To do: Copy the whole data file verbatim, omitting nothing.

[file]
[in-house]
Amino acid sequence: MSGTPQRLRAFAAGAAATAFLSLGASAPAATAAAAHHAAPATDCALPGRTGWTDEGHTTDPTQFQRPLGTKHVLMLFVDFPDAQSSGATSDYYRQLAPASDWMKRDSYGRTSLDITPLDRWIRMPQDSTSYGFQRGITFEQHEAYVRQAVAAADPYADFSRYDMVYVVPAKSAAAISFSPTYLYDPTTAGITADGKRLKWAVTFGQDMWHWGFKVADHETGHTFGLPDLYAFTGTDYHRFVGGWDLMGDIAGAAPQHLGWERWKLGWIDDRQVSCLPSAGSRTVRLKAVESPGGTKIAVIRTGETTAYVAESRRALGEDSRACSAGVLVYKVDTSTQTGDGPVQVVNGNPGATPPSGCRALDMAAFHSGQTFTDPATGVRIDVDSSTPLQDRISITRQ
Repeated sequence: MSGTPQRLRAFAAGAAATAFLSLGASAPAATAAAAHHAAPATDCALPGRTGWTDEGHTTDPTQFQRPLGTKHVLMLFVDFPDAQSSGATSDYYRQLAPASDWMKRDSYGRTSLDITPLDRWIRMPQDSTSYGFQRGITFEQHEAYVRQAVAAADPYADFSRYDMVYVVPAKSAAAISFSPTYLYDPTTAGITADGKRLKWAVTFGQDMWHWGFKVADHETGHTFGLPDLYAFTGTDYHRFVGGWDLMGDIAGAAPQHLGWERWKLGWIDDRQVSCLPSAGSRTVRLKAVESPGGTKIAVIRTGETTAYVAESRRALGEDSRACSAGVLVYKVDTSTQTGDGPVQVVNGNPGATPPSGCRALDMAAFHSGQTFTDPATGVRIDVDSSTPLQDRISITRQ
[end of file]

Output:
[in-house]
Amino acid sequence: MSGTPQRLRAFAAGAAATAFLSLGASAPAATAAAAHHAAPATDCALPGRTGWTDEGHTTDPTQFQRPLGTKHVLMLFVDFPDAQSSGATSDYYRQLAPASDWMKRDSYGRTSLDITPLDRWIRMPQDSTSYGFQRGITFEQHEAYVRQAVAAADPYADFSRYDMVYVVPAKSAAAISFSPTYLYDPTTAGITADGKRLKWAVTFGQDMWHWGFKVADHETGHTFGLPDLYAFTGTDYHRFVGGWDLMGDIAGAAPQHLGWERWKLGWIDDRQVSCLPSAGSRTVRLKAVESPGGTKIAVIRTGETTAYVAESRRALGEDSRACSAGVLVYKVDTSTQTGDGPVQVVNGNPGATPPSGCRALDMAAFHSGQTFTDPATGVRIDVDSSTPLQDRISITRQ
Repeated sequence: MSGTPQRLRAFAAGAAATAFLSLGASAPAATAAAAHHAAPATDCALPGRTGWTDEGHTTDPTQFQRPLGTKHVLMLFVDFPDAQSSGATSDYYRQLAPASDWMKRDSYGRTSLDITPLDRWIRMPQDSTSYGFQRGITFEQHEAYVRQAVAAADPYADFSRYDMVYVVPAKSAAAISFSPTYLYDPTTAGITADGKRLKWAVTFGQDMWHWGFKVADHETGHTFGLPDLYAFTGTDYHRFVGGWDLMGDIAGAAPQHLGWERWKLGWIDDRQVSCLPSAGSRTVRLKAVESPGGTKIAVIRTGETTAYVAESRRALGEDSRACSAGVLVYKVDTSTQTGDGPVQVVNGNPGATPPSGCRALDMAAFHSGQTFTDPATGVRIDVDSSTPLQDRISITRQ